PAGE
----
Animal Rights

East coast DJ, producer and techno giant Moby is painfully aware of his surroundings. His major-label debut, Everything Is Wrong, reflected his need to fix the world's ills. Similarly, it doesn't take Sherlock Holmes to decipher the theme of Moby the vegan's fourth LP, Animal Rights.

Like Everything Is Wrong, Animal Rights goes from one extreme to the next, swinging from contemplative, classical prettiness to screaming-guitar mayhem. But this time out, there's less fun in between those two poles. Moby strays even further from his celebratory rave roots and pummels us with a sonic depiction of our apocalyptic society. He opens the album with a pure, celestial ballad ("Dead Sun") but immediately, perversely counters this gracefulness with the grating guitar and tortured screams of "Someone to Love." Moby does arise from the self-imposed blight and ruin to deliver some groovy fuzz-box guitar tunes and yummy, ultrasexed vocals, but by that point, they sound more like rock & roll overkill than an eccentric studio guy smashing barriers.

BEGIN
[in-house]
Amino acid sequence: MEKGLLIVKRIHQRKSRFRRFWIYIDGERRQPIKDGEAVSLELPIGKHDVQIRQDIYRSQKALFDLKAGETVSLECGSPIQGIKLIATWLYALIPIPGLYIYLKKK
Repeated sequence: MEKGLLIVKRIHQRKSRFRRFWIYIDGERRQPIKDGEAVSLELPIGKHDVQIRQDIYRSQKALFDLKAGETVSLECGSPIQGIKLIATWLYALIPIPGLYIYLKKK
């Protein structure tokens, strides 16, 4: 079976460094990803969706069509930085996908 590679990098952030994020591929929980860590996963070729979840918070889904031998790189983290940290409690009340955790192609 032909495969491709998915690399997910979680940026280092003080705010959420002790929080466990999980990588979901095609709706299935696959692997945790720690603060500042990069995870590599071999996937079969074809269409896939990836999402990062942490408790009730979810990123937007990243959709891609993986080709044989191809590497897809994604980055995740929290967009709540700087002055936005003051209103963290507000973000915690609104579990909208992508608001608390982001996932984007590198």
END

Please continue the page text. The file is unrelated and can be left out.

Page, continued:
The best moments here are the intentionally stone-cold cover of Mission of Burma's "That's When I Reach for My Revolver" and the graceful yet pulsing instrumental "Alone," which is so touching, it's near transcendental.

Moby's work still reigns supreme in the realm between pop and dance; it's just that this time around, he has decided to push an agenda instead of boundaries. With Animal Rights, he denies what he does best: squeezing inspirational, spiritual and painful feelings out of lifeless electronic gadgetry. It's as if he feels that his music must self-destruct alongside humanity and is daring you to dance while everything's dying — but then, wasn't it the gloomy threat of reality that got us dancing in the first place?